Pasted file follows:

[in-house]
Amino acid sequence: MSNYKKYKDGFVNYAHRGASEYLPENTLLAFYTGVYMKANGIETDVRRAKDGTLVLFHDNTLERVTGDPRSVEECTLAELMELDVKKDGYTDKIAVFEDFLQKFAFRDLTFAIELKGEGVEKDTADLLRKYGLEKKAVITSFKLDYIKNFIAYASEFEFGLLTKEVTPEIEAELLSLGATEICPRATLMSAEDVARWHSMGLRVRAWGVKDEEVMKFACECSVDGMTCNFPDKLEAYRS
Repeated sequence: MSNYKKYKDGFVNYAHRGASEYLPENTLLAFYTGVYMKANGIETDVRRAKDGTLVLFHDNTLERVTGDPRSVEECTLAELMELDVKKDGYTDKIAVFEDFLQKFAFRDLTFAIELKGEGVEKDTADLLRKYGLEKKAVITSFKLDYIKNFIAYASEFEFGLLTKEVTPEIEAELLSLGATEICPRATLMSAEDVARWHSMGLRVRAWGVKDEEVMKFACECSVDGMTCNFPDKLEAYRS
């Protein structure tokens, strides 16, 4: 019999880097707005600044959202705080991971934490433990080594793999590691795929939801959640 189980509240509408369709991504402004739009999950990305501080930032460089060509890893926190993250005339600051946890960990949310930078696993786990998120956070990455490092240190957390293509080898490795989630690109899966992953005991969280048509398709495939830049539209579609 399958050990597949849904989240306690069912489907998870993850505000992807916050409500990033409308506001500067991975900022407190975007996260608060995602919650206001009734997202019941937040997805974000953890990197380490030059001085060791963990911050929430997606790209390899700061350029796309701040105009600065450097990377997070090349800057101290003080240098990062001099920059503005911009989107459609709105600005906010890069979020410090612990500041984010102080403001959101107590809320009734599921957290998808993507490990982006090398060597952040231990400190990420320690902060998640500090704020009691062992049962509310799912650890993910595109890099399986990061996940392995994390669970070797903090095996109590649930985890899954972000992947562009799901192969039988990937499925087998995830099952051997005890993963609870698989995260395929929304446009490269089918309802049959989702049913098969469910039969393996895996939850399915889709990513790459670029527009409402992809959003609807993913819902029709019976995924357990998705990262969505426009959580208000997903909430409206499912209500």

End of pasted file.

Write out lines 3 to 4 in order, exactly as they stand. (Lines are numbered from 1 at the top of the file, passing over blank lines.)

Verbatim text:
Repeated sequence: MSNYKKYKDGFVNYAHRGASEYLPENTLLAFYTGVYMKANGIETDVRRAKDGTLVLFHDNTLERVTGDPRSVEECTLAELMELDVKKDGYTDKIAVFEDFLQKFAFRDLTFAIELKGEGVEKDTADLLRKYGLEKKAVITSFKLDYIKNFIAYASEFEFGLLTKEVTPEIEAELLSLGATEICPRATLMSAEDVARWHSMGLRVRAWGVKDEEVMKFACECSVDGMTCNFPDKLEAYRS
């Protein structure tokens, strides 16, 4: 019999880097707005600044959202705080991971934490433990080594793999590691795929939801959640 189980509240509408369709991504402004739009999950990305501080930032460089060509890893926190993250005339600051946890960990949310930078696993786990998120956070990455490092240190957390293509080898490795989630690109899966992953005991969280048509398709495939830049539209579609 399958050990597949849904989240306690069912489907998870993850505000992807916050409500990033409308506001500067991975900022407190975007996260608060995602919650206001009734997202019941937040997805974000953890990197380490030059001085060791963990911050929430997606790209390899700061350029796309701040105009600065450097990377997070090349800057101290003080240098990062001099920059503005911009989107459609709105600005906010890069979020410090612990500041984010102080403001959101107590809320009734599921957290998808993507490990982006090398060597952040231990400190990420320690902060998640500090704020009691062992049962509310799912650890993910595109890099399986990061996940392995994390669970070797903090095996109590649930985890899954972000992947562009799901192969039988990937499925087998995830099952051997005890993963609870698989995260395929929304446009490269089918309802049959989702049913098969469910039969393996895996939850399915889709990513790459670029527009409402992809959003609807993913819902029709019976995924357990998705990262969505426009959580208000997903909430409206499912209500």